Objectives: To develop new methods for studying correlations between the performance and outcome of resuscitation efforts in real-world clinical settings using data recorded by automatic devices such as automatic external defibrillators (AEDs), and to explore effects of shock timing and chest compression depth in the field. Methods: In 695 records of AED use in the pre-hospital setting, continuous compression data were recorded using AEDs capable of measuring sternal motion during compressions, together with timing of delivered shocks and the electrocardiogram. In patients who received at least one shock, putative return of spontaneous circulation (P-ROSC) was defined as a regular, narrow complex electrical rhythm > 40 beats/min with no evidence of chest compressions at the end of the recorded data stream. Transient return of spontaneous circulation (t-ROSC) was defined as the presence of a post-shock organized rhythm > 40 beats/min within 60 seconds, and sustained  30 seconds. 2x2 contingency tables were constructed to examine the association between these outcomes and dichotomized time of shock delivery or chest compression depth, using the Mood median test for statistical significance. Results: The probability of P-ROSC for first shocks delivered < 50 seconds (the median time) after the start of resuscitation was 23%, versus 11% for first shocks > 50 seconds (p=0.028, one tailed). Similarly, the probability of t-ROSC for shorter times to shock was 29%, compared to the 15% for delayed first shocks (p=0.016). For shocks occurring >3 minutes after initiation of rescue attempts, the probability of t-ROSC with pre-shock average compression depth > 5 cm was more than double that with compression depth < 5 cm (17.7% vs. 8.3%, p=0.028). For shocks >5 minutes the effect of deeper compressions increased (23.4% vs. 8.2%, p=0.008). Conclusions: Much can be learned from analysis of performance data automatically recorded by modern resuscitation devices. Use of the Mood median test of association proved to be sensitive, valid, distribution independent, noise-resistant, and also resistant to biases introduced by the inclusion of hopeless cases. Efforts to shorten the time to delivery of the first shock and to encourage deeper chest compressions after the first shock are likely to improve resuscitation success. Such refinements can be effective even after an unknown period of preceding downtime.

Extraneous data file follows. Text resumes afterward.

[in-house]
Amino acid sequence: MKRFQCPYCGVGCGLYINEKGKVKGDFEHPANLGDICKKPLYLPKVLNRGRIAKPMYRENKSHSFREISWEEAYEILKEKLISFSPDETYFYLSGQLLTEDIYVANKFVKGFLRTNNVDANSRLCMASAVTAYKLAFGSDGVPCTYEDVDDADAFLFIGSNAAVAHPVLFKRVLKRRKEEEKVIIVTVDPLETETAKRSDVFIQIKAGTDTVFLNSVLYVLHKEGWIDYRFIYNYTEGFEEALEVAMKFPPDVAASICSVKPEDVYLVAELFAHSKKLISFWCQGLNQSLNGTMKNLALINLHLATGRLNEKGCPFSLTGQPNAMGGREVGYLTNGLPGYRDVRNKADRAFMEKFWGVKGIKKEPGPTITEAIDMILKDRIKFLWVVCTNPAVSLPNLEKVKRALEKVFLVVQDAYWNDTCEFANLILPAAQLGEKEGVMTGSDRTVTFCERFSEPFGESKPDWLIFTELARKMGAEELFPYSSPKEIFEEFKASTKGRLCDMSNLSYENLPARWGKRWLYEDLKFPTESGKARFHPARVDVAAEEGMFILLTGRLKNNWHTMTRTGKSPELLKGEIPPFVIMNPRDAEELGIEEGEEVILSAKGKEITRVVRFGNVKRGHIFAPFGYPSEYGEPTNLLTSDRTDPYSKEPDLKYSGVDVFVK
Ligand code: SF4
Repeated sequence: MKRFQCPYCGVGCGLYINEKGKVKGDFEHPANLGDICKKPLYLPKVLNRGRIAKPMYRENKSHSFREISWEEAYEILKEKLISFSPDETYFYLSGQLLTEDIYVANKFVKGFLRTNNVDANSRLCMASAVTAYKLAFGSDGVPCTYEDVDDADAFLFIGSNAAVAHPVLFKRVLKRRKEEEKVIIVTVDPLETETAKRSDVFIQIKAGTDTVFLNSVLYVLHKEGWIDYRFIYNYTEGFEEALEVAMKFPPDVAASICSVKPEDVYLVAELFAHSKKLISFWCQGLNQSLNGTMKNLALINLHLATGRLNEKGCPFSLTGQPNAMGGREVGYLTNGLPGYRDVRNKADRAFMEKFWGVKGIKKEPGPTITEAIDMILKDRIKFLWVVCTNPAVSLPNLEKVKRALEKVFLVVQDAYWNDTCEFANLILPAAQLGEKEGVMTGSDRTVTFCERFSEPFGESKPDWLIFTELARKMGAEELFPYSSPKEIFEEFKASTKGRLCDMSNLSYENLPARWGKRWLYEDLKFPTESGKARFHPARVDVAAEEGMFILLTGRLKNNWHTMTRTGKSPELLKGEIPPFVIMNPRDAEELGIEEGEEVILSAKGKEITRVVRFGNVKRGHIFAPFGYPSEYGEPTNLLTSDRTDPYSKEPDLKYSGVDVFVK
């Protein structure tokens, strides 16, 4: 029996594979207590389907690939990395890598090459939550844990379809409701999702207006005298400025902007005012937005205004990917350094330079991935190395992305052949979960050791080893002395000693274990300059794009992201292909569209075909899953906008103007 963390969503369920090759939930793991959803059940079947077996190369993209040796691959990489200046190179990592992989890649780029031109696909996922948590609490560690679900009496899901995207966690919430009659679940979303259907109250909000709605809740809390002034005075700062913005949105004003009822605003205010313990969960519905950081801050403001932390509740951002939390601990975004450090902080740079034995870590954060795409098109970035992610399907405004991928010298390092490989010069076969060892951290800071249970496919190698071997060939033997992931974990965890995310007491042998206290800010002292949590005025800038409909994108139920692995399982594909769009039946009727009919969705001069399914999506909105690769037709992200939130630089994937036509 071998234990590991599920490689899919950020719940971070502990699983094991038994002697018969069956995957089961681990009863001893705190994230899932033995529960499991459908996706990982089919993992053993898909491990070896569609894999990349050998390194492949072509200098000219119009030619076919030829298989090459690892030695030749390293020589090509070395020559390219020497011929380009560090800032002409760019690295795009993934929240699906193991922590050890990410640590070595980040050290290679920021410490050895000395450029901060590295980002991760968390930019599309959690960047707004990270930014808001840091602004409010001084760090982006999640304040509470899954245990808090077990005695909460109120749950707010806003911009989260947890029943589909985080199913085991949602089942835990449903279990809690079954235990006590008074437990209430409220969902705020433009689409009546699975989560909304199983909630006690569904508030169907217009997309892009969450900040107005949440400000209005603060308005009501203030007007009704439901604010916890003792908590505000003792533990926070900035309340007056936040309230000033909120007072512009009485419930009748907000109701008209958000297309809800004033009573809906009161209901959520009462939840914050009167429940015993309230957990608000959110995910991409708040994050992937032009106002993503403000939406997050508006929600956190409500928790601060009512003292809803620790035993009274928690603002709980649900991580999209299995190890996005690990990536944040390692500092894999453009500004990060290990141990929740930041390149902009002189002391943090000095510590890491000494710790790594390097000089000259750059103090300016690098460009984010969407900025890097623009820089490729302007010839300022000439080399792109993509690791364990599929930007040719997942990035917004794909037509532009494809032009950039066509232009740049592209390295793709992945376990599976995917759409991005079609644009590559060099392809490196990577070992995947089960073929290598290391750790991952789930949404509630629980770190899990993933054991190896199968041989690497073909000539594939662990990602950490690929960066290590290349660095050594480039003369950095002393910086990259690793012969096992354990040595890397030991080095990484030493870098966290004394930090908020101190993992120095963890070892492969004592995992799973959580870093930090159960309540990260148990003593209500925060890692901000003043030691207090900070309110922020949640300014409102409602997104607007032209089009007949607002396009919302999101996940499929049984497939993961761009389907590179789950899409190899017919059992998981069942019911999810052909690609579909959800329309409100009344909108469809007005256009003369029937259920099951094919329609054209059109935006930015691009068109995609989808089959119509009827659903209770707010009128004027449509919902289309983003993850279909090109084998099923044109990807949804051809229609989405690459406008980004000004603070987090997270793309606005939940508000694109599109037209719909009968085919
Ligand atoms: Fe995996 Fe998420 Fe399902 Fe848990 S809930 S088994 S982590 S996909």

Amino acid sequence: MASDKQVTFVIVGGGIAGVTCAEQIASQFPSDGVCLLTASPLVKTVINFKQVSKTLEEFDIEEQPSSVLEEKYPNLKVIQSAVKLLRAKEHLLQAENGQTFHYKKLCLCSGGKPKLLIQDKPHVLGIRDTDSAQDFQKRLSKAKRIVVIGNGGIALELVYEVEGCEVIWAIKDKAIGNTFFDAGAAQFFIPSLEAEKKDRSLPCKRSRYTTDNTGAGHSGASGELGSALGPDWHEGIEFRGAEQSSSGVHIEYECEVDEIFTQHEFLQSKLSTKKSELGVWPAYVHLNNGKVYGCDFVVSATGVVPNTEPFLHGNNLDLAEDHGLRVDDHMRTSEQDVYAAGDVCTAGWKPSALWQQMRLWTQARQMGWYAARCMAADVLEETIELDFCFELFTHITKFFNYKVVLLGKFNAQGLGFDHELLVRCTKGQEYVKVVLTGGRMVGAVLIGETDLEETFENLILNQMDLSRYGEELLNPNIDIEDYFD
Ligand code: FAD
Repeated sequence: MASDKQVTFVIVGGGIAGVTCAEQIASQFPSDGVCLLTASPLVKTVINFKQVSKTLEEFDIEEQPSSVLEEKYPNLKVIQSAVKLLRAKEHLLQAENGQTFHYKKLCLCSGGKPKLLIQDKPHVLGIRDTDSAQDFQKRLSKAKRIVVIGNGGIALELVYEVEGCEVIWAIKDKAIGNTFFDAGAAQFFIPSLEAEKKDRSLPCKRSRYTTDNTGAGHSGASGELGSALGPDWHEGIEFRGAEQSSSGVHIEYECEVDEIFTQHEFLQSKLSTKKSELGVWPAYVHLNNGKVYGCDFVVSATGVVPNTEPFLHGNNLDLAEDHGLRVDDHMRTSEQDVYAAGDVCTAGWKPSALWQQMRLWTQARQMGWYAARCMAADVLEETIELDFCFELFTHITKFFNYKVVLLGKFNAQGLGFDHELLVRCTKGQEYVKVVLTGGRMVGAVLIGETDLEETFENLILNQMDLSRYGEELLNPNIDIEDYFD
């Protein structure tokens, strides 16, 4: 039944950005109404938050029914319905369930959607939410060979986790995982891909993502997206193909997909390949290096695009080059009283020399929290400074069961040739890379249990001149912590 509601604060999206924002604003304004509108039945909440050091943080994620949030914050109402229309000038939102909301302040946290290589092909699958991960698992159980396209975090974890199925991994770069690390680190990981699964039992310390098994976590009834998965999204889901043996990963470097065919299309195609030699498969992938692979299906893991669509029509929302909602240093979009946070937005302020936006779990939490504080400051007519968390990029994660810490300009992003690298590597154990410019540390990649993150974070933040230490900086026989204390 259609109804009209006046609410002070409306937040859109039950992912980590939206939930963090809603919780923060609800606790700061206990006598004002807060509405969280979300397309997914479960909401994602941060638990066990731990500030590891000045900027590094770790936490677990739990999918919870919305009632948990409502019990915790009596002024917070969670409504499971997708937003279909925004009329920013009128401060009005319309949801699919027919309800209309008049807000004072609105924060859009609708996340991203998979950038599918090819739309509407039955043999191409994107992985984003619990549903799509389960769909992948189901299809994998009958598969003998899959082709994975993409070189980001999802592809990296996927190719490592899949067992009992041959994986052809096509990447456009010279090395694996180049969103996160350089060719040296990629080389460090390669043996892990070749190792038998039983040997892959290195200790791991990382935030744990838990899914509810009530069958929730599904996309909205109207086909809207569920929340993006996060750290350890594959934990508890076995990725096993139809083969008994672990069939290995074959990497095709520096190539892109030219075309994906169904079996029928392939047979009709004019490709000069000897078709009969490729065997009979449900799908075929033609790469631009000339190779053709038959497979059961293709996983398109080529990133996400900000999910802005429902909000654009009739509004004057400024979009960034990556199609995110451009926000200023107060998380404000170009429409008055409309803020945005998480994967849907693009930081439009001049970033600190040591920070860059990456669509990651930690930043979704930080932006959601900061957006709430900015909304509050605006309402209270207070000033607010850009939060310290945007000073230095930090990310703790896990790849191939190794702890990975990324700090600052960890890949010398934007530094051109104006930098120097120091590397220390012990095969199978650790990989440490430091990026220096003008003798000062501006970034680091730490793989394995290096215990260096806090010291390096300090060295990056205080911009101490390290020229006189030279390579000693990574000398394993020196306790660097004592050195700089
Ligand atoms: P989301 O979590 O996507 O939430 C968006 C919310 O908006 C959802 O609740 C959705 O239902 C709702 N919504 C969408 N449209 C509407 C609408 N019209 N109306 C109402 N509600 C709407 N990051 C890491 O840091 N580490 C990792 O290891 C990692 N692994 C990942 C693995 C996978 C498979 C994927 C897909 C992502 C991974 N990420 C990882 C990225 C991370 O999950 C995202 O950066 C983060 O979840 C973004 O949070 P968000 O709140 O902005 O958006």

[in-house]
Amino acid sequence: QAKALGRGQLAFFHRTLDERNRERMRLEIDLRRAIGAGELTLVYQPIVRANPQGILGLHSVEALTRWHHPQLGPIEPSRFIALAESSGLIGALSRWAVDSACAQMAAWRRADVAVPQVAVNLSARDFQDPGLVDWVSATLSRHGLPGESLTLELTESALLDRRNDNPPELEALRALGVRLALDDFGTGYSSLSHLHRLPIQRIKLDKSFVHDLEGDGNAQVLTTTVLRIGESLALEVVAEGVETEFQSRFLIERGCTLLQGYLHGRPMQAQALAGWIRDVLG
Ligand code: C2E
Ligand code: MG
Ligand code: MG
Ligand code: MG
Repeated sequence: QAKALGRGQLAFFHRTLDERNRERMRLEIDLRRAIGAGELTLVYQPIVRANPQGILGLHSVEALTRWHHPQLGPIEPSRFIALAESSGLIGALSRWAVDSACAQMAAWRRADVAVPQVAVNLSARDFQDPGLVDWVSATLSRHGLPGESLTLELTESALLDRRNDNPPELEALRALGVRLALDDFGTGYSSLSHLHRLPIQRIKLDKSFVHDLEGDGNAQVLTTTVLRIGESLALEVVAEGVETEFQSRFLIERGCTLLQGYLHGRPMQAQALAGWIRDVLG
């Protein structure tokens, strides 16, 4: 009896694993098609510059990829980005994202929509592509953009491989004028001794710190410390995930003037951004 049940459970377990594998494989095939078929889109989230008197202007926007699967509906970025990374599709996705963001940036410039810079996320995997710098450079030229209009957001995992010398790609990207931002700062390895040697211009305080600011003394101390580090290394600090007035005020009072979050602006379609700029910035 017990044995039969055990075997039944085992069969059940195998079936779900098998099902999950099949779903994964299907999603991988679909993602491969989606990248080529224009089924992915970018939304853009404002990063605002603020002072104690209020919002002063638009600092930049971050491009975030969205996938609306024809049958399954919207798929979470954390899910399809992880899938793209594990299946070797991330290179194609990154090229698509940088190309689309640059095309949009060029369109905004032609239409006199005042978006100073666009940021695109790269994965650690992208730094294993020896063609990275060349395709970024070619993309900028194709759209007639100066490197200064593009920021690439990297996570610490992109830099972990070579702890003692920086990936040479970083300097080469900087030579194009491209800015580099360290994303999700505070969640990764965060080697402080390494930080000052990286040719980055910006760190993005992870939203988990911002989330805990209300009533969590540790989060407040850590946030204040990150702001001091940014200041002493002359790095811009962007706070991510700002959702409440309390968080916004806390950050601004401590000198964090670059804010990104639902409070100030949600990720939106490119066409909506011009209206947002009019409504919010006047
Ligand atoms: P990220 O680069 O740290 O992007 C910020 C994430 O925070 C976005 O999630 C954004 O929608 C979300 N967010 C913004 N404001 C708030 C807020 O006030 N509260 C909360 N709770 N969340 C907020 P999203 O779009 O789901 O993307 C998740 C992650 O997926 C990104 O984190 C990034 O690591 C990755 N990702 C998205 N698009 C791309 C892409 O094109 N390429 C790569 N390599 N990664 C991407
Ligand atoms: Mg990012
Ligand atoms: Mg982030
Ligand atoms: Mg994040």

This is the author accepted manuscript version of Babbs CF, Kemeny AE, Quan, W, Freeman G, A New Paradigm for Human Resuscitation Research Using Intelligent Devices, Resuscitation, 77(3):306-315, 2008. Copyright Elsevier, this version is made available CC-BY-NC-ND, and the version of record is available at http://dx.doi.org/10.1016/j.resuscitation.2007.12.018.


Basic life support (BLS); Defibrillation; External chest compression; Guidelines; Methodology; Ventricular fibrillation

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